7 |
A method for discovering the insignificance of ones best classifier and the unlearnability of a classification task. In: Lavrac,
- Forman
- 2002
(Show Context)
Citation Context ... point in the upper left triangle. In Fig. 2, E performs much worse than random, and is in fact the negation of B. Any classifier on the diagonal may be said to have no information about the class. A classifier below the diagonal may be said to have useful information, but it is applying the information incorrectly (Flach and Wu, 2003). Given an ROC graph in which a classifiers performance appears to be slightly better than random, it is natural to ask: ‘‘is this classifiers performance truly significant or is it only better than random by chance?’’ There is no conclusive test for this, but Forman (2002) has shown a methodology that addresses this question with ROC curves. 4. Curves in ROC space Many classifiers, such as decision trees or rule sets, are designed to produce only a class decision, i.e., a Y or N on each instance. When such a discrete classifier is applied to a test set, it yields a single confusion matrix, which inturn corresponds to one ROC point. Thus, a discrete classifier produces only a single point in ROC space. Some classifiers, such as a Naive Bayes classifier or a neural network, naturally yield an instance probability or score, a numeric value that represents the degr... |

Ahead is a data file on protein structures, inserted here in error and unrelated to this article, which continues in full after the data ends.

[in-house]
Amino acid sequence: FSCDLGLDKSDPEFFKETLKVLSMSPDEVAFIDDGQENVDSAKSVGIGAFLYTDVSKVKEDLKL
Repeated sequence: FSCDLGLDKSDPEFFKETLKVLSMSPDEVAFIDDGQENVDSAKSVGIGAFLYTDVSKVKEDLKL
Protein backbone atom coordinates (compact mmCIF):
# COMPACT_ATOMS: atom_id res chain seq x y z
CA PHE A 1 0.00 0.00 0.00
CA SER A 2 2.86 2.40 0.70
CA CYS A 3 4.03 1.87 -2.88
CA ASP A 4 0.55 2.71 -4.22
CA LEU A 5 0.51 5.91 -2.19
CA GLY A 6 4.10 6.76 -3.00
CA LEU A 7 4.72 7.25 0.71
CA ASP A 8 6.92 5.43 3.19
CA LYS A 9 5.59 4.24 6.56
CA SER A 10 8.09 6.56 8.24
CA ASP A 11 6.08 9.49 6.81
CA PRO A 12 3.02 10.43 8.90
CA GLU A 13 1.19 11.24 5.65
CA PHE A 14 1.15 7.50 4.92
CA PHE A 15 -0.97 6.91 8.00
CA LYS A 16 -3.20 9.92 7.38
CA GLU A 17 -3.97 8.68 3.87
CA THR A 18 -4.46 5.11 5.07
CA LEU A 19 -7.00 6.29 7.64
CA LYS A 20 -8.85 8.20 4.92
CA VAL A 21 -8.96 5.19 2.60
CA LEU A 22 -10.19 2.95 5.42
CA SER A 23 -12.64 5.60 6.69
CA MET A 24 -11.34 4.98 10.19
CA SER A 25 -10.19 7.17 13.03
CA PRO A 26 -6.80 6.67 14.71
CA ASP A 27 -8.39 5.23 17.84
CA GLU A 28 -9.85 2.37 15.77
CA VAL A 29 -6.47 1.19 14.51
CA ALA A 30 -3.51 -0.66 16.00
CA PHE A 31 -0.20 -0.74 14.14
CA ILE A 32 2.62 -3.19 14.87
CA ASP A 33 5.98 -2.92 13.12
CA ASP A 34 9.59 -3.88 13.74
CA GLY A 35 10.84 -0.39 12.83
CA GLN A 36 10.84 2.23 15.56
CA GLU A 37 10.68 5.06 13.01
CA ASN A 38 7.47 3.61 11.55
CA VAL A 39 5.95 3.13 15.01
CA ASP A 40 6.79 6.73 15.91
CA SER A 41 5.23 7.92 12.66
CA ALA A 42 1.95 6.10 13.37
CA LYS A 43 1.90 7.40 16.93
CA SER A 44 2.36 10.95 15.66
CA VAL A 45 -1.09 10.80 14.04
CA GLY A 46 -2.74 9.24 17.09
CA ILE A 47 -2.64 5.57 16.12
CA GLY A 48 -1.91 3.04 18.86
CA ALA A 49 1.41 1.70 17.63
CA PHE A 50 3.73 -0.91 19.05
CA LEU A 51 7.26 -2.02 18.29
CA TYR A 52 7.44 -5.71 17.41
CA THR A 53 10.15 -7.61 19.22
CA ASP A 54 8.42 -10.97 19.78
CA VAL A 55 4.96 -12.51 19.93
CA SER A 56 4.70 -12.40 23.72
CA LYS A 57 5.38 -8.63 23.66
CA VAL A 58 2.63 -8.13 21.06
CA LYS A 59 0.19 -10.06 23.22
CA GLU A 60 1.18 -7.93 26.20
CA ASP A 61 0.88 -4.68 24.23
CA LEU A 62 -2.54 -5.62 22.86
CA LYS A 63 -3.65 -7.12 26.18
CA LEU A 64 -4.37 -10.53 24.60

5 | Learning in the ‘‘real world’’.
- Saitta, Neri
- 1998
(Show Context)
Citation Context ...r, class skews of 101 and 102 are very common in real world domains, and skews up to 106 have been observed in some domains (Clearwater and Stern, 1991; Fawcett and Provost, 1996; Kubat et al., 1998; =-=Saitta and Neri, 1998-=-). Substantial changes in class distributions are not unrealistic either. For example, in medical decision making epidemics may cause the incidence of a disease to increase over time. In fraud detecti... |

1 | Fawcett / - unknown authors - 2006 |